1. Pamela Comstock, Cynthia Mathews, Don Lane and Micah Posner won the four open Santa Cruz City Council seats on election day. Richelle Noroyan had a large following but did not generate enough local votes. She was a first-time Santa Cruz City Council candidate and raised more campaign funds than any other city council candidate since Oct. 1. Don Lane and Cynthia Mathews have been elected before, while Micah Posner and Richelle Noroyan have not.
2. Before election day, measures N and Q had received increased support from several local hotel owners, Democratic Party groups, and labor unions. Both passed by wide margins — Measure N passed with 72 percent in favor and Measure Q passed with 82 percent in favor. Measure N will increase the lodging tax levied on hotel guests staying in unincorporated areas of Santa Cruz county from 9.5 percent to 11 percent. Measure Q will increase the same tax on guests staying in Santa Cruz city limits from 10 percent to 11 percent. The increased revenue will support local government services, including fire, police and parks and recreation.
1. According to a Sacramento Bee article on Nov. 5, the California Fair Political Practices Commission (FPPC) claimed the Arizona group that donated $11 million to the campaigns for “No on 30” and “Yes on 32” laundered money. The donation, routed by groups Americans for Job Security and The Center to Protect Patient Rights, was the single largest out-of-state contribution to a political campaign in California history. The FPPC released a statement that said, “Under California law, the failure to disclose this initially was campaign money laundering … At $11 million, this is the largest contribution ever disclosed as campaign money laundering in California history.”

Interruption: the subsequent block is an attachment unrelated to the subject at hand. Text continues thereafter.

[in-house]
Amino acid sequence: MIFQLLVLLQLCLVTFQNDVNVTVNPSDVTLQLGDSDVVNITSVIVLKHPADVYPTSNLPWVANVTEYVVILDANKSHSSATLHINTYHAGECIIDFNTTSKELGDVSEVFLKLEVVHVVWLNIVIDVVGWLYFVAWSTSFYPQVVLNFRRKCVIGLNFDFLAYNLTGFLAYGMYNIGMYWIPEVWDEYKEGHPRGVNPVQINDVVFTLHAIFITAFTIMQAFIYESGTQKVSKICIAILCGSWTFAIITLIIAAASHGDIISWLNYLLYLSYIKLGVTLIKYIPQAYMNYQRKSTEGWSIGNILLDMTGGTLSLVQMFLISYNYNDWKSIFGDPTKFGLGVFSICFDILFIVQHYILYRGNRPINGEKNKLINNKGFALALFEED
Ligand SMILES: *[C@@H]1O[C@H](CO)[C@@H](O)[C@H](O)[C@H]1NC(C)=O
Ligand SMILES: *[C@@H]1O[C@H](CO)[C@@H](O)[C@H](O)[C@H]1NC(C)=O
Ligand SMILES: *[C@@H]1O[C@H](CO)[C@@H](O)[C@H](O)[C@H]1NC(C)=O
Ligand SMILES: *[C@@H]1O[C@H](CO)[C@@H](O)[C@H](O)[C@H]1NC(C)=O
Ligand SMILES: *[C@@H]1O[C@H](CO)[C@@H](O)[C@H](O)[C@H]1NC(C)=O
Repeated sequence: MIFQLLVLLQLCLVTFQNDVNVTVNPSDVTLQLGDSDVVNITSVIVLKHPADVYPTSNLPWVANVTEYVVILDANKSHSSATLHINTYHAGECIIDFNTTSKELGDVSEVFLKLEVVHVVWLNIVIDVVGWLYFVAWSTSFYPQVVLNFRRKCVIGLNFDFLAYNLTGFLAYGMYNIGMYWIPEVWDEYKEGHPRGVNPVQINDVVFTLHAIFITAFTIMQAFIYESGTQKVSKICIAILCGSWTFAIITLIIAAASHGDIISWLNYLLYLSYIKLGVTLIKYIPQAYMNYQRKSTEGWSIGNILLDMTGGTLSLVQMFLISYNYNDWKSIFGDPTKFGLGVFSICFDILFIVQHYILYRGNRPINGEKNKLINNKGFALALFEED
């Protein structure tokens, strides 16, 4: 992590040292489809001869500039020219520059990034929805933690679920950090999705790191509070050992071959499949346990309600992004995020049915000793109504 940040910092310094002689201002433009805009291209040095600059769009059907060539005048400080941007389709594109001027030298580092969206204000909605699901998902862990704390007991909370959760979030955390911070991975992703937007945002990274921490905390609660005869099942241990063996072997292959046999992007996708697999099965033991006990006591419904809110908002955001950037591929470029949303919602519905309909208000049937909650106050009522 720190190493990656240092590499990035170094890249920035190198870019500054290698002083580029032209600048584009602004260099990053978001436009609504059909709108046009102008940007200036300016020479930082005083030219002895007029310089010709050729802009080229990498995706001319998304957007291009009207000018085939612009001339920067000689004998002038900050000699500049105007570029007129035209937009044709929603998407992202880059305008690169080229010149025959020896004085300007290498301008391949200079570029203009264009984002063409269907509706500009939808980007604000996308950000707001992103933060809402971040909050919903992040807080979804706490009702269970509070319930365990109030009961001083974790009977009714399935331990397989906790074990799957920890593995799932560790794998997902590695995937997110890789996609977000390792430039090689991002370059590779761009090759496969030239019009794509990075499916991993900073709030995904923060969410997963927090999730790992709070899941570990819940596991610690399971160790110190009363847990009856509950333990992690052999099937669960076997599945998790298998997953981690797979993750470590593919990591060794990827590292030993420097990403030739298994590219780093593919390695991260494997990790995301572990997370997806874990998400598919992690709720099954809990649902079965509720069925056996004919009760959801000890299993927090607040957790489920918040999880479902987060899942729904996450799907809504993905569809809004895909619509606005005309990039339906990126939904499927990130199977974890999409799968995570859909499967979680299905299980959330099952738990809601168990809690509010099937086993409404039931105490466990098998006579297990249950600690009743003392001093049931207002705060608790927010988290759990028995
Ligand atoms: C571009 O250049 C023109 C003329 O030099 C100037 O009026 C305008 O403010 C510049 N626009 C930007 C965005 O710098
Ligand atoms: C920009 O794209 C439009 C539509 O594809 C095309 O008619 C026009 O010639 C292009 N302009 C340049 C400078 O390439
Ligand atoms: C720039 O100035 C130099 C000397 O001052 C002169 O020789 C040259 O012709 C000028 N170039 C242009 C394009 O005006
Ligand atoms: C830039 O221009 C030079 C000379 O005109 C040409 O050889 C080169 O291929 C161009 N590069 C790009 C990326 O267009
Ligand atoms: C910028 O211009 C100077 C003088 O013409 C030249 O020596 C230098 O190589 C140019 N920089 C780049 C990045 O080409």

2. Proposition 34, the state measure that would have repealed the death penalty, failed to pass on Nov. 6. A Field Poll released the Friday before the election showed that 45 percent of voters supported the proposition, while 38 percent opposed it. Seventeen percent remained undecided. According to the poll, the main factor in voters’ decisions is the cost to taxpayers rather than moral concerns. The proposition failed with 53 percent voting no. California’s legislative analyst predicted that the measure would have saved the state roughly $100 million dollars in the first few years after its passage.
1. Wins for women were prominent in the Nov. 6 election. Tammy Baldwin (D-Wis.) became the first openly queer female elected to the position of senator, defeating Tommy Thompson. Elizabeth Warren (D-Mass.) secured the senator seat against incumbent GOP Sen. Scott Brown. The 113th Congress will have a historic number of female senators, a record of 20. Reps. Todd Akin and Richard Mourdock, who made harsh stances on abortion legislation and “legitimate rape,” lost bids.
2. Mazie Hirono (D-Ill.) becomes the first Asian-American woman elected to the U.S. Senate.
3. In a Wisconsin speech billed as the “closing argument” of Mitt Romney’s presidential campaign, the candidate argued that Obama’s failure to deliver on his promises regarding the economy was reason to elect a new president. However, voters across the United States decided to re-elect Pres. Barack Obama to another four years in office. Supporters in Washington D.C. gathered outside the White House when the news was reported, cheering.
4. Colorado and Washington passed legislation during the Nov. 6 election legalizing recreational marijuna. Both states may face legal challenges from the federal government.